are worthy in some way? The actual events and details
carry a very different message.

   A birth for everyone: Jesus’ birth plunges us into
the real world. Imagine the anxiety of Mary and Joseph
as they tried to find somewhere to deliver the baby;
or the unclear future that lay before them as they fled
to Egypt to escape Herod (Matt. 2:14). Jesus was born in
the stark reality of poverty, uncertainty and weakness.
As we are told by the apostle Paul: Christ “made
Himself of no reputation . , . coming in the likeness
of men” (Phil. 2:7 emphasis added). He wasn’t born in “the
likeness of rich, powerful, self-sufficient people”; by
His own choice, Jesus was born amongst livestock in
thc humblest of circumstances, and then placed in a
feedling trough. We are told in the book of Hebrews that
Jesus can fully “sympathise with our weakness” and he
was “in all points tempted as we are, yet without sin”
(4v15). It wasn’t just that Jesus looked like us; He became
like us, suffering through hardships and trials, even
from the day of His birth. He truly became one of us.
Jesus really is for everyone. He was born in a stable
(or cave of some sort) crowded with animals. It wasn’t a
high—profile, ‘private property’ kind of place; there was
no lock on the door to keep the world out. In fact the
first visitors to see the baby in the manger were people
of relative unimportance: shepherds (Luke 2v15-16). They
didn’t stumble onto the scene, but were invited by "an
angel of the Lord” (\/.9), Jesus came that all would he able
to find Him and know Him personally.
   A rescue for everyone: Jesus was given two
powerful names at His birth:

  "You shall call His name Jesus, for He will save His
people from their sins.” —Matthew 1:21 (emphasis added)

  "The virgin shall be with child, and bear a Son, and
they shall call His name Immanuel,” which is translated,
”God with us.” Matthew 1:23 [emphasis added)

   The promise of these names should leave us in
absolute awe. Jesus was born into a world not ready
for Him or looking for Him, yet He came to "save His
people” and be “God with us”. These are the names
God instructed to be given to His Son. Their message
doesn’t rely on our circumstances or how well we
are doing; it’s His mission to save us and make us
His again. Jesus’ names show His rescue can be for
everyone because it depends only on Him.
   A sacrifice for everyone: Jesus was called another
name at the beginning of His public ministiy; one
which adds some crucial explanation to the Christmas
story “The Lamb of God who takes away the sin of
the world!” (John 1:29). Jesus wasn’t just born amongst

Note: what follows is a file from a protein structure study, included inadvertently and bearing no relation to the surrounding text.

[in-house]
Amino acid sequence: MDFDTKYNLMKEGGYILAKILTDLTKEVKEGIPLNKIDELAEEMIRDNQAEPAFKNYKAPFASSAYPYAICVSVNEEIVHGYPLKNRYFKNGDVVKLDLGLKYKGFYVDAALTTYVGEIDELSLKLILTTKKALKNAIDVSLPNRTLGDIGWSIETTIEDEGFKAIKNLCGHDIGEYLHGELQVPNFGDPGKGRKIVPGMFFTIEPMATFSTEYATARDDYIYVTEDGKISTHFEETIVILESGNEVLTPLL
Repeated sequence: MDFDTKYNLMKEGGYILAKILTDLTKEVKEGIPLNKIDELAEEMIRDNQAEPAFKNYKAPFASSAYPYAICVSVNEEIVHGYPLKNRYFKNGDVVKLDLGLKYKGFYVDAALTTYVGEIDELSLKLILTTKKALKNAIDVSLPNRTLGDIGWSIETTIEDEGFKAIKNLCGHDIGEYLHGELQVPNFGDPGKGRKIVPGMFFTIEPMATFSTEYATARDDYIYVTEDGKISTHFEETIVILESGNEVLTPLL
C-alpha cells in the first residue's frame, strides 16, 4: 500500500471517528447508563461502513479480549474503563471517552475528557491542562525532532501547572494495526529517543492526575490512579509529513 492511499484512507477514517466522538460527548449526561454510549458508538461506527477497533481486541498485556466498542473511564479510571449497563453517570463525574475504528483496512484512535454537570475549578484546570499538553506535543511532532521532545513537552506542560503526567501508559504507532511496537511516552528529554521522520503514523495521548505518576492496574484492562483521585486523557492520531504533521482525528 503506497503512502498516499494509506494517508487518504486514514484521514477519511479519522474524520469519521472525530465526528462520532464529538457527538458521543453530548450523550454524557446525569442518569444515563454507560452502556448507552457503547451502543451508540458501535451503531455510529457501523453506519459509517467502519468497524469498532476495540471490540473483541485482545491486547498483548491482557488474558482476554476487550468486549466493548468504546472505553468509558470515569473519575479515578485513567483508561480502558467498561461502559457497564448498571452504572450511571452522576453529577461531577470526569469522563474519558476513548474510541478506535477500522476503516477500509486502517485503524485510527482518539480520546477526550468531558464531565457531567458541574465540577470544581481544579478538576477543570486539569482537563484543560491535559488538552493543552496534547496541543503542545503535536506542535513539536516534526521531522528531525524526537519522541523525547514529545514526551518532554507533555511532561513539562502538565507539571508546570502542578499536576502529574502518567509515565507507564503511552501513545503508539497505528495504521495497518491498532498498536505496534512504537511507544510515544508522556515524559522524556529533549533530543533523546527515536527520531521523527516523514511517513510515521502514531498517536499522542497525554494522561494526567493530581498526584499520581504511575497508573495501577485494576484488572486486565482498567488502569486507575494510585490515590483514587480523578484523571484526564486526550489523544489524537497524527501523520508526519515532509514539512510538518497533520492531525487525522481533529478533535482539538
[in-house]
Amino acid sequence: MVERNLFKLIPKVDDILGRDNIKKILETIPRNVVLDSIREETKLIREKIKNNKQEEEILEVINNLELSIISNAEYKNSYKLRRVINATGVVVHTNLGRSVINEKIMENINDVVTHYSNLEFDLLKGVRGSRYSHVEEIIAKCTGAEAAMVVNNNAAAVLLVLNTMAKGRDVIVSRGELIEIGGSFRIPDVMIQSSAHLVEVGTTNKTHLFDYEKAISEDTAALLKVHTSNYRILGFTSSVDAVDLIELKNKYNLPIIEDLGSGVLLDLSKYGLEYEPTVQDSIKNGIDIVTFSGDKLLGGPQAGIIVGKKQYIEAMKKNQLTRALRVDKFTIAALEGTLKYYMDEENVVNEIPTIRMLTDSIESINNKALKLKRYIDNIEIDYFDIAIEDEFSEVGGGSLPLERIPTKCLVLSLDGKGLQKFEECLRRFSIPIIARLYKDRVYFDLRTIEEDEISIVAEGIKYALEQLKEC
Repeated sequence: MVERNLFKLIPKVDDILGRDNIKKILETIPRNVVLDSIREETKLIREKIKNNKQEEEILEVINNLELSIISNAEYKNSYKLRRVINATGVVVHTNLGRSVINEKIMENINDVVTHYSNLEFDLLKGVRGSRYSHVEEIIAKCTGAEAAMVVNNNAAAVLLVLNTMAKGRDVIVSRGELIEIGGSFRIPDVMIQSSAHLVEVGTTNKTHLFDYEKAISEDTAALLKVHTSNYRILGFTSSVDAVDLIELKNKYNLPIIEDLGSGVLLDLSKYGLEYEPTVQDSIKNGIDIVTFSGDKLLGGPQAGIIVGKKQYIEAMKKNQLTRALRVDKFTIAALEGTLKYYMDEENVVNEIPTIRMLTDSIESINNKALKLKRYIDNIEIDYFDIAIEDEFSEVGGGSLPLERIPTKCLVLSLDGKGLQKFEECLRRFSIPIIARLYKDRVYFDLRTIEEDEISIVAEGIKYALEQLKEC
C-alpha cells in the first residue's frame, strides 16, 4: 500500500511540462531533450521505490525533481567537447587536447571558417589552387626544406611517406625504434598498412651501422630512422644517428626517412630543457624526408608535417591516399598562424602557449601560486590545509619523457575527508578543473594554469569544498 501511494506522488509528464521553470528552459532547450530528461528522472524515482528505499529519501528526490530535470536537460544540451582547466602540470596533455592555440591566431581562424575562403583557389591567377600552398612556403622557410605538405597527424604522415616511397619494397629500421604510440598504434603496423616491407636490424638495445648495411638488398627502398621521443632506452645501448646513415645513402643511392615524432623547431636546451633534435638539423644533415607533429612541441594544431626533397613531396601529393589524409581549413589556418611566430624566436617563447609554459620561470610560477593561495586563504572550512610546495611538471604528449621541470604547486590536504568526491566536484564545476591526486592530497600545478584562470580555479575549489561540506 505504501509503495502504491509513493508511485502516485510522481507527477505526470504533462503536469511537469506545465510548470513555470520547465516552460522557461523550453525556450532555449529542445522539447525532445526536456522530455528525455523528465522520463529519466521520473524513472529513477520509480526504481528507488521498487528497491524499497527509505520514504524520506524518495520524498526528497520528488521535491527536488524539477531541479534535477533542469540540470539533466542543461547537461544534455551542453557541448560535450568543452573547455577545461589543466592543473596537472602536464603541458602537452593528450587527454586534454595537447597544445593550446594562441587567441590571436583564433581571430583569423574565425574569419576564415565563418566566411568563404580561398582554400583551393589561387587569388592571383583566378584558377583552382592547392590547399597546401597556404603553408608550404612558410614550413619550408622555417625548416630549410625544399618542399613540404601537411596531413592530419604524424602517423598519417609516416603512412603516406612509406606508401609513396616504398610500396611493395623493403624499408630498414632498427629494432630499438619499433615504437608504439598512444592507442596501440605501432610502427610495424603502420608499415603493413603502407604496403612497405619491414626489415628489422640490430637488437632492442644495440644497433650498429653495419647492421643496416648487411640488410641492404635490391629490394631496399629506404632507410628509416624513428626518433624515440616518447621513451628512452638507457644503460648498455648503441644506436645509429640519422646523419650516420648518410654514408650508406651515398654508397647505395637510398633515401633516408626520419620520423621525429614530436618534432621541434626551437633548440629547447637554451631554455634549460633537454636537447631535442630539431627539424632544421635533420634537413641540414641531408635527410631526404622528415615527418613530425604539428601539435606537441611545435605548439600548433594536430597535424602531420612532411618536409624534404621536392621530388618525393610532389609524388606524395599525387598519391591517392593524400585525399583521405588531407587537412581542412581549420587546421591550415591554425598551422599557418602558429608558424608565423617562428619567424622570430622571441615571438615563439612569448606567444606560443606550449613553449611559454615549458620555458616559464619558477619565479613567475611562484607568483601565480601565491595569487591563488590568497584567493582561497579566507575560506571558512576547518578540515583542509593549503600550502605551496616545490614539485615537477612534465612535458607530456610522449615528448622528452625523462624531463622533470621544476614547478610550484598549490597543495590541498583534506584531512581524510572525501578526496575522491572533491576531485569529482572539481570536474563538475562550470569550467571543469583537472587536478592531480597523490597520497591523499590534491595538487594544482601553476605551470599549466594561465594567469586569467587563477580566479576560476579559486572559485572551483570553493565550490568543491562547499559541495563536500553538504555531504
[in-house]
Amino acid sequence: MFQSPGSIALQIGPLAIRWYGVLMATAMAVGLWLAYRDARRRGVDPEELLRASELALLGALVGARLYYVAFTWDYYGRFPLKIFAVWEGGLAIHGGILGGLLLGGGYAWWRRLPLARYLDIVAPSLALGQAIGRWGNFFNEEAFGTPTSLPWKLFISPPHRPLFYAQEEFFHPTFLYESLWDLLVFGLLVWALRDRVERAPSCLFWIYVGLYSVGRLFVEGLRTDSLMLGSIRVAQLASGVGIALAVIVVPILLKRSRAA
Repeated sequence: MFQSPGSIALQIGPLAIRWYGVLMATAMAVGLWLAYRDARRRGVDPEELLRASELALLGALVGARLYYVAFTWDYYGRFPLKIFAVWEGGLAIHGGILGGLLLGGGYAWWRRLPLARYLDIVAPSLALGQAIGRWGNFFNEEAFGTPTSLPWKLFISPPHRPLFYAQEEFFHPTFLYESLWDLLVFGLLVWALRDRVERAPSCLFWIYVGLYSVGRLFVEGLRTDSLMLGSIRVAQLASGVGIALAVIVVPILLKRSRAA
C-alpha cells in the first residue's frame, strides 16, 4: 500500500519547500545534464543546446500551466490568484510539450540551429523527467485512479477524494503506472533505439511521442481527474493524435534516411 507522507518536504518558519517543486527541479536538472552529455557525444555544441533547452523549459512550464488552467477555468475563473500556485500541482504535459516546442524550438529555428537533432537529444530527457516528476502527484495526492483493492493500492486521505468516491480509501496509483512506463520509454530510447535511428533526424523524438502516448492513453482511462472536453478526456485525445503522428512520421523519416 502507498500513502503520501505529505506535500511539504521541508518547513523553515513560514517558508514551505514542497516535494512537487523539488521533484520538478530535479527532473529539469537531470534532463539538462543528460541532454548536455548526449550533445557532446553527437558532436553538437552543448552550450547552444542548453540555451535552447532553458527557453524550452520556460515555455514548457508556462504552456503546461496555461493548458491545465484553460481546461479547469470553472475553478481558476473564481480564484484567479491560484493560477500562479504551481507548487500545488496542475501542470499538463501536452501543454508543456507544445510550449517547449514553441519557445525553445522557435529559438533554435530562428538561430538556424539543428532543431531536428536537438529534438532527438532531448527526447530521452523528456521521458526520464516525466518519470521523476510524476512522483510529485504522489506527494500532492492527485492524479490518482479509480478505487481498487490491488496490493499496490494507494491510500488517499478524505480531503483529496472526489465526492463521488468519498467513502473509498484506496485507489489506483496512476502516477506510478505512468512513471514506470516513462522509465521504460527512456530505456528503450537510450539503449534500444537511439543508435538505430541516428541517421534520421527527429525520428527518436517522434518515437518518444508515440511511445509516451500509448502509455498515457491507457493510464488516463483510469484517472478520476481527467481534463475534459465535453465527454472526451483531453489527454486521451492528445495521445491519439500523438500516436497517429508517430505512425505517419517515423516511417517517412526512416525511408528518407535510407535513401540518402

livestock, He was born as “The Lamb”.
   Lambs were very significant in Israel’s worship
towards God. God’s law required lambs to be sacrificed
as sin offerings (Lev.4v32), guilt offerings (14:12) and
other forms of offering. Yet the most important lamb-
sacrifice happened during the Exodus, when God freed
the Israelites from their slavery in Egypt (Ex. 12). Every
Israelite family was told to slaughter a lamb and put its
blood on their doorposts. When God then visited Egypt
in judgement that night, whenever He saw the blood
on the doorposts, He passed over that house. He only
brought death to the firstborn in the Egyptian houses,
where this payment of blood had not been provided.
   Jesus, "The Lamb of God”, is the fulfilment that the
Exdus “Passover Lamb”, and all the other sacrificial
lambs, pointed to. He wasn’t just born to teach and
lend us. He was born to die. In a similar way to the
Passover lambs (who died in place of the Israelite
born born), Jesus paid for “the sin of the world” for us by
dying in our place. He brought an end to the need for
sacrifices, taking away “the sin of the world” for good.
   Jesus didn’t die for innocent people, who were just
in the wrong place at the wrong time. And Jesus didn’t
die for His friends. Jesus died for His enemies: messed
up, broken people who have no relationship with God
and no way of making things right on their own. Now
anyone who puts their faith in Christ can enjoy a life
and eternity of “God with us”.

The hope of His return
   The Lamb was sacrificed when He was brutally
executed on the cross. His mission complete,
“He said, ‘It is finished!’ And bowing His
head, He gave up His spirit” (John 19:30). The mission,
predicted in the manner of His birth, was complete.
We are told: “after He had offered one sacrifice for
sins forever, [He] sat down at the right hand of God”
(Heb. 10:12). The way to God was made open for us and
the rescue was cornplete—Jesus “sat down”.
Of course, this is not the end of the story. Jesus’ first
arrival on earth also gives us a glimpse of His promised
return. God came to live among us, and now we wait for
the day when we will live with Him forever. As surely as God
kept His promise to enter our world and free us from sin, He
will keep His promise to return on that final day.

We need to learn the lessons
of Christmas and apply them to Jesus’ return. When
Jesus was born, few looked for Him, few expected Him
and many were troubled by Him. Which category do
we fit in as we wait for Him now? Are we like Herod,
who didn't want his world to be disrupted? Are we like
the religious leaders who ‘knew’ about the promised